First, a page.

Another emerging trend, the take-back of used computers, cell phones, and other electronic equipment, also hit its stride. While Europe faces new legal mandates on takeback, U.S. companies have no such requirements -- at least from the government. But activist groups have relentlessly pushed the major PC companies to take “voluntary” action. One example: Large institutional purchasers, representing over $140 million of sales, pressed the computer industry to improve the environmental performance of computers.

8. Old Companies Learn New, Green Tricks


Slowly but surely, some big companies are discovering some big opportunities in services that help their customers address environmental challenges. Two examples:


Pitney Bowes introduced a new service to help clients manage the flow of their paper documents and lower their document management costs, all while protecting the environment. Like many tech companies, Pitney Bowes has been extending its offerings beyond products to services. Its Management Services division provides customers help with everything from document creation to production, distribution, archiving, and retrieval. This year, Pitney extended those offerings to include environmental services by helping customers engineer the flow of communication in a way that makes both environmental and financial sense.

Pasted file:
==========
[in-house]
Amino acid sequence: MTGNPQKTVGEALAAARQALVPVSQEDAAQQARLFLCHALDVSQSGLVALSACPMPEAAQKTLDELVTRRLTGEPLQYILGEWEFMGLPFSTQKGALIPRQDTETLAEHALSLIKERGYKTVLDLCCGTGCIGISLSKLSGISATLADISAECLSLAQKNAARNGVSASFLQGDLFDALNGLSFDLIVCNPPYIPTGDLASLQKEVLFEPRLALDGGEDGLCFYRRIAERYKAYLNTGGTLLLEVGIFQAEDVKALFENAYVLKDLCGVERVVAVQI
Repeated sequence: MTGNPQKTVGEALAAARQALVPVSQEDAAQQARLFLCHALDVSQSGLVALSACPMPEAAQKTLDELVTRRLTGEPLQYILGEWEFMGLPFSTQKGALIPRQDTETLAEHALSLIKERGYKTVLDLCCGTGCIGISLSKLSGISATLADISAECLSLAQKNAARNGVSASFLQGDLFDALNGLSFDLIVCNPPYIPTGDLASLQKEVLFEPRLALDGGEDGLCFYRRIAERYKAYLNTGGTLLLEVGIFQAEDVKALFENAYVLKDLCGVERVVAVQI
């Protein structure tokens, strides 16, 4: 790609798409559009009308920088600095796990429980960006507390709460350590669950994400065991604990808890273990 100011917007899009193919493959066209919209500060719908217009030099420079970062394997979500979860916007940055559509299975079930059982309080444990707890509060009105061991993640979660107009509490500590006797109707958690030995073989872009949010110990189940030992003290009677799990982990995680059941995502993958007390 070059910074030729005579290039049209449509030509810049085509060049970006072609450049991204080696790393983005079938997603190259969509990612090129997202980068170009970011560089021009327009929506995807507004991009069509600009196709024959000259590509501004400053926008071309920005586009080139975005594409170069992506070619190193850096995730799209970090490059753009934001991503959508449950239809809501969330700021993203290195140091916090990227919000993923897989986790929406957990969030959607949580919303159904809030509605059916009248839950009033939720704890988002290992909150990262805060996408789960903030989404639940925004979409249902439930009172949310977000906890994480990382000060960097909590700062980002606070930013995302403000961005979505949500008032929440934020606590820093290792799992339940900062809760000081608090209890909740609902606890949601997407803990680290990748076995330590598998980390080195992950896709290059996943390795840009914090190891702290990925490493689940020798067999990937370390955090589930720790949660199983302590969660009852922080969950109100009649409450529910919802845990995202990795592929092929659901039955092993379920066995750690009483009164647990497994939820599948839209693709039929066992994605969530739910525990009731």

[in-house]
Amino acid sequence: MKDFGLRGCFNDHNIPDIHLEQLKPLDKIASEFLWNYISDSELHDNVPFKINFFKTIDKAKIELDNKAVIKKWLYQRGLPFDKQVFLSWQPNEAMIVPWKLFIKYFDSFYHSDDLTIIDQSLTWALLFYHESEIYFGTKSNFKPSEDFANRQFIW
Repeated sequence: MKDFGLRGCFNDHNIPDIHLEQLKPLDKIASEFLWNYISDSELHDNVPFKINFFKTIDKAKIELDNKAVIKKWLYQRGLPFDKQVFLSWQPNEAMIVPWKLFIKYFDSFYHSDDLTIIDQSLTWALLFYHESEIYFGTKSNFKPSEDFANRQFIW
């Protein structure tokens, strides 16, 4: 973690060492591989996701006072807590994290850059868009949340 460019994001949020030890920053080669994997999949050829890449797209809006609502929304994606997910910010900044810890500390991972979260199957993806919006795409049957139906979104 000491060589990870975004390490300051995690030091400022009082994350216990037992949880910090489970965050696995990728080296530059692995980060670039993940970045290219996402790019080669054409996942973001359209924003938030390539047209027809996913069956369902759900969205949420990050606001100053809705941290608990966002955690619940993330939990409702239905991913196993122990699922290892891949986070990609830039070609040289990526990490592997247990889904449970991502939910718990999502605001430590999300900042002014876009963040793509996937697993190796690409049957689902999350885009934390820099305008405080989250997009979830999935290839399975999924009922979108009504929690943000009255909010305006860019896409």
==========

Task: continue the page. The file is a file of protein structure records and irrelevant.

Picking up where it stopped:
UPS announced a new service that helps companies properly manage the disposition of used and obsolete electronic goods and components. The program addresses the electronics take-back issue, above, but it also creates a new business opportunity for the world’s largest package delivery company. UPS’ facilities will serve as consolidation points for customers to return used and damaged electronic components for collection. Alternatively, UPS will manage the pick-up and shipment of obsolete and excess inventory from a customer’s own distribution centers.